Opinions vary on Molina’s withdrawal from ACA Exchange


August 15, 2017

The exterior of a building housing Molina Healthcare is seen Monday morning in Milwaukee.
John Ehlke/Daily News

Those on opposite sides of the health care debate are using the decision by Molina Healthcare to discontinue offering insurance policies as evidence to bolster their points of view.

People who dislike the Affordable Care Act argued the episode is proof of the law’s failure and is devastating Wisconsin residents, while those who support the measure have claimed the premiums they offered were unsustainably low.

“The announcement that Molina Healthcare will be dropping out of the Obamacare exchanges isn’t a surprise, but it certainly is disastrous for the more than 50,000 of Wisconsinites who may be left with no health care options under Obamacare,” U.S. Rep. Jim Sensenbrenner, a Republican, said in a news release.

Earlier this month, insurance representatives issued a statement announcing their decision.

“Molina Healthcare intends to exit the Wisconsin Health Insurance Marketplace (commonly referred to as the Exchange) in 2018,” the statement read. “After months of deliberation and planning, this was a business decision that had to be made based on a number of significant factors including challenges in keeping premiums affordable, uncertainty around cost-sharing payments and the volatility around the individual market over which we have no control.”

Company executives said that Medicaid and Medicare members will not be impacted by the change, but added, “we regret any inconvenience this may cause our Exchange members and providers and we will work diligently to do everything we can to make this a smooth transition.”

Sensenbrenner said many times in public forums he wants the law struck down. He, along with most Republicans, alluded to increasing premiums as a sign of the law’s flaws, and voted to replace it when members of the House of Representatives voted to pass the American Health Care Act.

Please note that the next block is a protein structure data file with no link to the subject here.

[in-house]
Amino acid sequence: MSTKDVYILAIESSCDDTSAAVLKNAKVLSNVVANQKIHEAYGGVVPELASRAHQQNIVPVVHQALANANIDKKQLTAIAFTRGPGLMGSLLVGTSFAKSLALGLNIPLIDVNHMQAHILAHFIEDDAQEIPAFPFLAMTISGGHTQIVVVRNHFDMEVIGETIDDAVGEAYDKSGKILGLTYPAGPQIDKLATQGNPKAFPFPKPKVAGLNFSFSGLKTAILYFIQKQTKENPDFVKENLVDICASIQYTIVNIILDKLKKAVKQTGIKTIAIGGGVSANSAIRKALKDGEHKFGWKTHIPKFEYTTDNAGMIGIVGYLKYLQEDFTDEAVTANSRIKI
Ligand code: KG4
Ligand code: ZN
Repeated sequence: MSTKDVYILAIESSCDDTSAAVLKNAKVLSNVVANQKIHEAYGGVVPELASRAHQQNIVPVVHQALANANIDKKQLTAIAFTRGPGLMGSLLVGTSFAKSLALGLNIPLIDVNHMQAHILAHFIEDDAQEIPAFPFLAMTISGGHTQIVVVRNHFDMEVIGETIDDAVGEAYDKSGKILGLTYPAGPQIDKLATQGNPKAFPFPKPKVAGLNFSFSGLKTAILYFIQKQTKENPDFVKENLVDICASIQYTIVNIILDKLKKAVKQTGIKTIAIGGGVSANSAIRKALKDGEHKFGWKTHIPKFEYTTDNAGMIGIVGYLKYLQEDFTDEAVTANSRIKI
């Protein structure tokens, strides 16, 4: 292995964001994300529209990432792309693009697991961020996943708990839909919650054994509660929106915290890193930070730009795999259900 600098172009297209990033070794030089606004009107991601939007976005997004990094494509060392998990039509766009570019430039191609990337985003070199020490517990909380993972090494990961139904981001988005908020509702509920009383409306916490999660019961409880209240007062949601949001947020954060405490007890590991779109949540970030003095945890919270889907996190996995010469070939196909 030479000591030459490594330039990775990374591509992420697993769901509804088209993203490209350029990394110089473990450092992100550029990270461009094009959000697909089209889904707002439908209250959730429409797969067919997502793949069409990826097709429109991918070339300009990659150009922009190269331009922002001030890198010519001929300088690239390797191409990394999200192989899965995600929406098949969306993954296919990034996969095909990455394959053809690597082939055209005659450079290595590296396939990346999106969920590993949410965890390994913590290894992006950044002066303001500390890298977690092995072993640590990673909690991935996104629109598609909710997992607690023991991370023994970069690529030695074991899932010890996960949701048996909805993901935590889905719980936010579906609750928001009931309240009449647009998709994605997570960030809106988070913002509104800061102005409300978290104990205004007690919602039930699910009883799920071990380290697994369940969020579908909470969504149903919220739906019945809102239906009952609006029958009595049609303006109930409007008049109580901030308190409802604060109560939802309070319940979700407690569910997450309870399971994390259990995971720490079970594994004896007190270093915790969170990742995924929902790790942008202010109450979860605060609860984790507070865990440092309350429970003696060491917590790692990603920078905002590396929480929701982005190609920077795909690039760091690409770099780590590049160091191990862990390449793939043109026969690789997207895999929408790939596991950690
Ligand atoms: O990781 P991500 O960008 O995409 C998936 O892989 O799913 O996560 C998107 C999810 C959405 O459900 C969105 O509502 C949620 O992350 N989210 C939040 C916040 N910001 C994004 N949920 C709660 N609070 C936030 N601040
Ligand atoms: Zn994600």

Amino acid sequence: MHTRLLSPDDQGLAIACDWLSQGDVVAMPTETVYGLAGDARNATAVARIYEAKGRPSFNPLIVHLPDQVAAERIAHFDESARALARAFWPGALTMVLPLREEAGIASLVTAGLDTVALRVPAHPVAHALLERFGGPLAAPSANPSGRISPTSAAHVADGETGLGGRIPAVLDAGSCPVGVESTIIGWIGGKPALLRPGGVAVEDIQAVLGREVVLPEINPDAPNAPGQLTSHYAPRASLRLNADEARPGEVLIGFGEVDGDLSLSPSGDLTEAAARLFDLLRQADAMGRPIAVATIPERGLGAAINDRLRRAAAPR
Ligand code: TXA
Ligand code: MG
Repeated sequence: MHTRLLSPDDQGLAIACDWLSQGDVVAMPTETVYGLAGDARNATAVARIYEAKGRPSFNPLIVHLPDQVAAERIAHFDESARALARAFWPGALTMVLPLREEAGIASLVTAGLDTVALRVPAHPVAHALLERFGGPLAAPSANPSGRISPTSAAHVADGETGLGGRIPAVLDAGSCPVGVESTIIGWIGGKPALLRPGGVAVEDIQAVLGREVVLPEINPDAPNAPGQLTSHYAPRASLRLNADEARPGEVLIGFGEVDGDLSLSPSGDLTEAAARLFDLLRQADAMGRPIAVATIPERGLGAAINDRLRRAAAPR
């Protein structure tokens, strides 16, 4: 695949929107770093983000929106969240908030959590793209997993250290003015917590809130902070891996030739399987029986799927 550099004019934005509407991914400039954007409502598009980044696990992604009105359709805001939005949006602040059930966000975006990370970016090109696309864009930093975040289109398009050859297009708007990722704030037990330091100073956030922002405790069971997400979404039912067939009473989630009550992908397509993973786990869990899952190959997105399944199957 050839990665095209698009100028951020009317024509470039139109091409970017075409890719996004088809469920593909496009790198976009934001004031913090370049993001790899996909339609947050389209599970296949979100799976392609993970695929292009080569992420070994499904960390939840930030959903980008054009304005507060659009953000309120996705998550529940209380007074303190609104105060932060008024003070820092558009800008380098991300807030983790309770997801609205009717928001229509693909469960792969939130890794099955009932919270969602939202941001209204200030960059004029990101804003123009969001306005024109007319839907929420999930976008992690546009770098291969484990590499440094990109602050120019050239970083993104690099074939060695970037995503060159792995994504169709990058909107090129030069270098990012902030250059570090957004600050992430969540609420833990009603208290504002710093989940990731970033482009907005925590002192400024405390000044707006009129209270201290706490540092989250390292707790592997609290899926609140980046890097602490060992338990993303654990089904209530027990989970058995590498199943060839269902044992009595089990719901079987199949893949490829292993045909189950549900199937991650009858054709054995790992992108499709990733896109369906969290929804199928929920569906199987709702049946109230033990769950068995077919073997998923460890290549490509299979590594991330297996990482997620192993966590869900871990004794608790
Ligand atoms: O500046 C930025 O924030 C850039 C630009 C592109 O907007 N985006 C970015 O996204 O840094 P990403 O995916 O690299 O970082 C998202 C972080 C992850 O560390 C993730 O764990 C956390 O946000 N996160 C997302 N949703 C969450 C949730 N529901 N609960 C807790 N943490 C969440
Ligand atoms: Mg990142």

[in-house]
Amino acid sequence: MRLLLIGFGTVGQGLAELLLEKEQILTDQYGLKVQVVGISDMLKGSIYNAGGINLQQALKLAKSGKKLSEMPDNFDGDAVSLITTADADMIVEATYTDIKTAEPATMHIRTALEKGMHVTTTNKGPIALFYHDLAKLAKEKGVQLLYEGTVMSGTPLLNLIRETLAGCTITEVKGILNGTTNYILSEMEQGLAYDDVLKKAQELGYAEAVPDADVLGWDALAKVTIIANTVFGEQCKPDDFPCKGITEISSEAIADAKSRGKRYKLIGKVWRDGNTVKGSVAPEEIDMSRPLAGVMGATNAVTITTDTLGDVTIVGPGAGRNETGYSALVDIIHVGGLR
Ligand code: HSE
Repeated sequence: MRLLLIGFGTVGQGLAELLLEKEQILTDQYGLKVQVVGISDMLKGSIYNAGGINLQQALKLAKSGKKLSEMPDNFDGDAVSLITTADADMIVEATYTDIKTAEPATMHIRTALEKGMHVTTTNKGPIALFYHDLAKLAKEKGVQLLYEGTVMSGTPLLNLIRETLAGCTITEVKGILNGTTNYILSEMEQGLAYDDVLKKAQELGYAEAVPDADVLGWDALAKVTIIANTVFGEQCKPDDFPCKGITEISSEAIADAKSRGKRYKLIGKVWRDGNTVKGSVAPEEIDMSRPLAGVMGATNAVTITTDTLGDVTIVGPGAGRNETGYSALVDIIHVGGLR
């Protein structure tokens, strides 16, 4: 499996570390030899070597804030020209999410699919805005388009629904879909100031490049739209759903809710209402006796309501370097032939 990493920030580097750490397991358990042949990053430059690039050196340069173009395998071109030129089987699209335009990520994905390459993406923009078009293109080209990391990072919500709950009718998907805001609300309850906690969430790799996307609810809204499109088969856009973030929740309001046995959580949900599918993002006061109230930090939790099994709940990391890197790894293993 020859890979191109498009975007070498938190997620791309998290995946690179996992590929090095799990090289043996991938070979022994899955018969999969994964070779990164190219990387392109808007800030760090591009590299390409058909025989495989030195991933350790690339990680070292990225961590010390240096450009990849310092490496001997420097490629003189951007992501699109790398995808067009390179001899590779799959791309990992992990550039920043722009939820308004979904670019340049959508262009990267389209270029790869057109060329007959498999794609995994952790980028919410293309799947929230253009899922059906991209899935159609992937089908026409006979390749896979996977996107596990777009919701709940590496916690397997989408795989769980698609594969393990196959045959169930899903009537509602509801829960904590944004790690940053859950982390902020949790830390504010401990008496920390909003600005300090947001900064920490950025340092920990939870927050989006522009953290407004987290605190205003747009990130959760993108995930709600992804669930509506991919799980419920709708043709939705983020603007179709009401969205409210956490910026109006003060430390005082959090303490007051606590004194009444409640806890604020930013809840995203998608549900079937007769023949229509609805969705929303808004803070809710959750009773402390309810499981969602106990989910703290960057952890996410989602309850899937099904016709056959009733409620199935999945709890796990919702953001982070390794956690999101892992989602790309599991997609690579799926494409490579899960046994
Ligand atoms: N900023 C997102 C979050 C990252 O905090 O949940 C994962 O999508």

“This is the latest development in a string of devastating health care losses for Wisconsin under Obamacare — an ill-fated law that has been a failure since its passage,” Sensenbrenner said. “It’s imperative for the health of our nation for Congress to find real solutions to the intensifying problems caused by Obamacare. The House of Representatives passed smart, patient-centered repeal and replace legislation — the Senate must do the same for the sake of all Americans.”

Some analysts admit the news poses a problem for residents who wanted to purchase insurance policies using the exchange.

Justin Sydnor, an associate professor at the University of Wisconsin-Madison who studies insurance and risk said that Molina did not offer plans in all areas of Wisconsin, but the company sold more ACA policies overall in the state than other companies. It was also the largest seller in particular areas, including Milwaukee County.

“So, we can expect that removing those plans will likely raise the premiums for people who were taking advantage of those attractive Molina plans,” he said. “There will also be inconvenience for former Molina customers who have to switch plans.”

However, he also said that Molina vacated the Wisconsin insurance market because they were losing money, primarily because the premiums they offered were so low they could not generate a profit. He concluded those prices were unsustainable and that eventually Molina representatives would have to increase prices anyway.

He added there are measures the federal government can implement to stabilize the market.

“The federal government can do a lot by guaranteeing funding for the cost-sharing reductions,” Sydnor said. “The government could also clarify and commit to its approach on enforcing the individual mandate and how it will promote ACA enrollment. Finally, expanding re-insurance programs for the ACA exchanges could help reduce some of the risk that insurers face in the market, which would likely help to stabilize the system.”

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